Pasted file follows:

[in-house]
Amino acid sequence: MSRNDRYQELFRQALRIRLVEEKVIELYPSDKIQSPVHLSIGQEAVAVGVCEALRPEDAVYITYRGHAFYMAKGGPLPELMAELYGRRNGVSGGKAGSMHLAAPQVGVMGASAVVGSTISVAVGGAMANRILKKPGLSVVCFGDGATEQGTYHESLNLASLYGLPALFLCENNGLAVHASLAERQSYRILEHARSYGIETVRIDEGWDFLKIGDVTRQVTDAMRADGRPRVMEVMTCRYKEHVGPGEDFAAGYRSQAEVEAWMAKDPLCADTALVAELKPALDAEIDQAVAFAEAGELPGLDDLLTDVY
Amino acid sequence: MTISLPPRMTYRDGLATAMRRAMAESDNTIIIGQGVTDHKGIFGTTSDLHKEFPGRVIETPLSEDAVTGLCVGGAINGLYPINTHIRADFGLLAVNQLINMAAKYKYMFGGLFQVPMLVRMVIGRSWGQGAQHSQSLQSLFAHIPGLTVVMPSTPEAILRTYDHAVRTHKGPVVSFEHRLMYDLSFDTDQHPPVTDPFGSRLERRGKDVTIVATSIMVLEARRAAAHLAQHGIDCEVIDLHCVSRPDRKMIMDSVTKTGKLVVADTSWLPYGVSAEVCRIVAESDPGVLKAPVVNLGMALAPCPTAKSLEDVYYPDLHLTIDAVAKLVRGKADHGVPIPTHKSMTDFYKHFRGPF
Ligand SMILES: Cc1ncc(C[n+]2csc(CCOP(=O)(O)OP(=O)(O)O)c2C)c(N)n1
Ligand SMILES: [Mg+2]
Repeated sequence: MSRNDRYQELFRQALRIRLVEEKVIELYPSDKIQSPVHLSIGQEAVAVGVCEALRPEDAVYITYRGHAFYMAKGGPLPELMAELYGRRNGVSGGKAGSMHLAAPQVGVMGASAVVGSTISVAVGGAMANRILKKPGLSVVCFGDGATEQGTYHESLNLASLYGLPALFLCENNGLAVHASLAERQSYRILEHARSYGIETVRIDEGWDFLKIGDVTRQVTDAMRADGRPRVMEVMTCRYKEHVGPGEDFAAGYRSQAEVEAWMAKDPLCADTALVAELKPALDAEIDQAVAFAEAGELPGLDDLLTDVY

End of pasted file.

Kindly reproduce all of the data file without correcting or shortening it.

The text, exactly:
[in-house]
Amino acid sequence: MSRNDRYQELFRQALRIRLVEEKVIELYPSDKIQSPVHLSIGQEAVAVGVCEALRPEDAVYITYRGHAFYMAKGGPLPELMAELYGRRNGVSGGKAGSMHLAAPQVGVMGASAVVGSTISVAVGGAMANRILKKPGLSVVCFGDGATEQGTYHESLNLASLYGLPALFLCENNGLAVHASLAERQSYRILEHARSYGIETVRIDEGWDFLKIGDVTRQVTDAMRADGRPRVMEVMTCRYKEHVGPGEDFAAGYRSQAEVEAWMAKDPLCADTALVAELKPALDAEIDQAVAFAEAGELPGLDDLLTDVY
Amino acid sequence: MTISLPPRMTYRDGLATAMRRAMAESDNTIIIGQGVTDHKGIFGTTSDLHKEFPGRVIETPLSEDAVTGLCVGGAINGLYPINTHIRADFGLLAVNQLINMAAKYKYMFGGLFQVPMLVRMVIGRSWGQGAQHSQSLQSLFAHIPGLTVVMPSTPEAILRTYDHAVRTHKGPVVSFEHRLMYDLSFDTDQHPPVTDPFGSRLERRGKDVTIVATSIMVLEARRAAAHLAQHGIDCEVIDLHCVSRPDRKMIMDSVTKTGKLVVADTSWLPYGVSAEVCRIVAESDPGVLKAPVVNLGMALAPCPTAKSLEDVYYPDLHLTIDAVAKLVRGKADHGVPIPTHKSMTDFYKHFRGPF
Ligand SMILES: Cc1ncc(C[n+]2csc(CCOP(=O)(O)OP(=O)(O)O)c2C)c(N)n1
Ligand SMILES: [Mg+2]
Repeated sequence: MSRNDRYQELFRQALRIRLVEEKVIELYPSDKIQSPVHLSIGQEAVAVGVCEALRPEDAVYITYRGHAFYMAKGGPLPELMAELYGRRNGVSGGKAGSMHLAAPQVGVMGASAVVGSTISVAVGGAMANRILKKPGLSVVCFGDGATEQGTYHESLNLASLYGLPALFLCENNGLAVHASLAERQSYRILEHARSYGIETVRIDEGWDFLKIGDVTRQVTDAMRADGRPRVMEVMTCRYKEHVGPGEDFAAGYRSQAEVEAWMAKDPLCADTALVAELKPALDAEIDQAVAFAEAGELPGLDDLLTDVY